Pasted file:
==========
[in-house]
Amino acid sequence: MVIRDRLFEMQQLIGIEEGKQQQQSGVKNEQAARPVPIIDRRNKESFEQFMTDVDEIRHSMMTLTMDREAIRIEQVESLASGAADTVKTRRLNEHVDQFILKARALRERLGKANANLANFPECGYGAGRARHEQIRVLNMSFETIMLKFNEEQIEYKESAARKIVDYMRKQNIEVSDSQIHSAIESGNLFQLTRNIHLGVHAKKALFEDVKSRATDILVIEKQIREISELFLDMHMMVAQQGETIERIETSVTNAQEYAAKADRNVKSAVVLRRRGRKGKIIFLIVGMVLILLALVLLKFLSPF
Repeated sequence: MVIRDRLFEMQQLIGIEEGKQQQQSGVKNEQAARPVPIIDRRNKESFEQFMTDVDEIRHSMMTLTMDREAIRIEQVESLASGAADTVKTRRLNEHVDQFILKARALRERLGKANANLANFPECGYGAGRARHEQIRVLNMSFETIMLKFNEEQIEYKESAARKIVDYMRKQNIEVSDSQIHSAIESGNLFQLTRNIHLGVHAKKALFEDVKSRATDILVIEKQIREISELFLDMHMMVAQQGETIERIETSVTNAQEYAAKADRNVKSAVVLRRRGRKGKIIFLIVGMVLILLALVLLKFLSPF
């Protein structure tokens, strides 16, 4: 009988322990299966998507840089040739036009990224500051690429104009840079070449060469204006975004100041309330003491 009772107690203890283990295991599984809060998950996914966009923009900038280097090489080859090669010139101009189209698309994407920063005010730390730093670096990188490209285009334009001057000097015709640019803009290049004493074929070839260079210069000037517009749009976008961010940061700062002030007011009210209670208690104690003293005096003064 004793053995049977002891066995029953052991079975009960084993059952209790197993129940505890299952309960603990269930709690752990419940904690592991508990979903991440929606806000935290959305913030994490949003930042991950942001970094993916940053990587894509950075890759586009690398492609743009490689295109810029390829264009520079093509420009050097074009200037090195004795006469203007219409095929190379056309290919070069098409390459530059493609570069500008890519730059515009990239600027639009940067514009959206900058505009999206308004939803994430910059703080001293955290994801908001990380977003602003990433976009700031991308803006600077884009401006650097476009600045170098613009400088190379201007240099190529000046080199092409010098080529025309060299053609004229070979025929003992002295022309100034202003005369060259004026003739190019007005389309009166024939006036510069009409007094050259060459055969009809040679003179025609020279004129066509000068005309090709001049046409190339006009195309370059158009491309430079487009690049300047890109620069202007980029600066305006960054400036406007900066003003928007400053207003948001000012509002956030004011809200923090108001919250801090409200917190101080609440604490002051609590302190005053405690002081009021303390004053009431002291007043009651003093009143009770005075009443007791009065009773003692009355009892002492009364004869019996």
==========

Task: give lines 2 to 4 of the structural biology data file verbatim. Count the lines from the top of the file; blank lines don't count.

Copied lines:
Amino acid sequence: MVIRDRLFEMQQLIGIEEGKQQQQSGVKNEQAARPVPIIDRRNKESFEQFMTDVDEIRHSMMTLTMDREAIRIEQVESLASGAADTVKTRRLNEHVDQFILKARALRERLGKANANLANFPECGYGAGRARHEQIRVLNMSFETIMLKFNEEQIEYKESAARKIVDYMRKQNIEVSDSQIHSAIESGNLFQLTRNIHLGVHAKKALFEDVKSRATDILVIEKQIREISELFLDMHMMVAQQGETIERIETSVTNAQEYAAKADRNVKSAVVLRRRGRKGKIIFLIVGMVLILLALVLLKFLSPF
Repeated sequence: MVIRDRLFEMQQLIGIEEGKQQQQSGVKNEQAARPVPIIDRRNKESFEQFMTDVDEIRHSMMTLTMDREAIRIEQVESLASGAADTVKTRRLNEHVDQFILKARALRERLGKANANLANFPECGYGAGRARHEQIRVLNMSFETIMLKFNEEQIEYKESAARKIVDYMRKQNIEVSDSQIHSAIESGNLFQLTRNIHLGVHAKKALFEDVKSRATDILVIEKQIREISELFLDMHMMVAQQGETIERIETSVTNAQEYAAKADRNVKSAVVLRRRGRKGKIIFLIVGMVLILLALVLLKFLSPF
């Protein structure tokens, strides 16, 4: 009988322990299966998507840089040739036009990224500051690429104009840079070449060469204006975004100041309330003491 009772107690203890283990295991599984809060998950996914966009923009900038280097090489080859090669010139101009189209698309994407920063005010730390730093670096990188490209285009334009001057000097015709640019803009290049004493074929070839260079210069000037517009749009976008961010940061700062002030007011009210209670208690104690003293005096003064 004793053995049977002891066995029953052991079975009960084993059952209790197993129940505890299952309960603990269930709690752990419940904690592991508990979903991440929606806000935290959305913030994490949003930042991950942001970094993916940053990587894509950075890759586009690398492609743009490689295109810029390829264009520079093509420009050097074009200037090195004795006469203007219409095929190379056309290919070069098409390459530059493609570069500008890519730059515009990239600027639009940067514009959206900058505009999206308004939803994430910059703080001293955290994801908001990380977003602003990433976009700031991308803006600077884009401006650097476009600045170098613009400088190379201007240099190529000046080199092409010098080529025309060299053609004229070979025929003992002295022309100034202003005369060259004026003739190019007005389309009166024939006036510069009409007094050259060459055969009809040679003179025609020279004129066509000068005309090709001049046409190339006009195309370059158009491309430079487009690049300047890109620069202007980029600066305006960054400036406007900066003003928007400053207003948001000012509002956030004011809200923090108001919250801090409200917190101080609440604490002051609590302190005053405690002081009021303390004053009431002291007043009651003093009143009770005075009443007791009065009773003692009355009892002492009364004869019996």